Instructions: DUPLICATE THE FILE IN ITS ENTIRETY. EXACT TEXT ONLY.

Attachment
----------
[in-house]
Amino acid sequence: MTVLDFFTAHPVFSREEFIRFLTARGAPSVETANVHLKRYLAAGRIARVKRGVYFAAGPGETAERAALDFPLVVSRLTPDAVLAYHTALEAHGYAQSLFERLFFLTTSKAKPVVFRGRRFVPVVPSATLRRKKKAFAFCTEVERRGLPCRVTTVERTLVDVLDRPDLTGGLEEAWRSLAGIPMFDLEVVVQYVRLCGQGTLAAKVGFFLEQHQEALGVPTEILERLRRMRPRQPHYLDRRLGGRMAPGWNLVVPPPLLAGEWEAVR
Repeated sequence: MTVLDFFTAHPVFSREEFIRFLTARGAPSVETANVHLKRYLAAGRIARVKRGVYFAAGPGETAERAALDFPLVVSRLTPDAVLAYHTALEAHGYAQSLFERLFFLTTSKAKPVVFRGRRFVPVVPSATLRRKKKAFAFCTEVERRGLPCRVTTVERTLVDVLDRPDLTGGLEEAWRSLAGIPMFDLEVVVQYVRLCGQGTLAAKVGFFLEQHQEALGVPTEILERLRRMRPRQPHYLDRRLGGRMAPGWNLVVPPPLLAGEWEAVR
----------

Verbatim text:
[in-house]
Amino acid sequence: MTVLDFFTAHPVFSREEFIRFLTARGAPSVETANVHLKRYLAAGRIARVKRGVYFAAGPGETAERAALDFPLVVSRLTPDAVLAYHTALEAHGYAQSLFERLFFLTTSKAKPVVFRGRRFVPVVPSATLRRKKKAFAFCTEVERRGLPCRVTTVERTLVDVLDRPDLTGGLEEAWRSLAGIPMFDLEVVVQYVRLCGQGTLAAKVGFFLEQHQEALGVPTEILERLRRMRPRQPHYLDRRLGGRMAPGWNLVVPPPLLAGEWEAVR
Repeated sequence: MTVLDFFTAHPVFSREEFIRFLTARGAPSVETANVHLKRYLAAGRIARVKRGVYFAAGPGETAERAALDFPLVVSRLTPDAVLAYHTALEAHGYAQSLFERLFFLTTSKAKPVVFRGRRFVPVVPSATLRRKKKAFAFCTEVERRGLPCRVTTVERTLVDVLDRPDLTGGLEEAWRSLAGIPMFDLEVVVQYVRLCGQGTLAAKVGFFLEQHQEALGVPTEILERLRRMRPRQPHYLDRRLGGRMAPGWNLVVPPPLLAGEWEAVR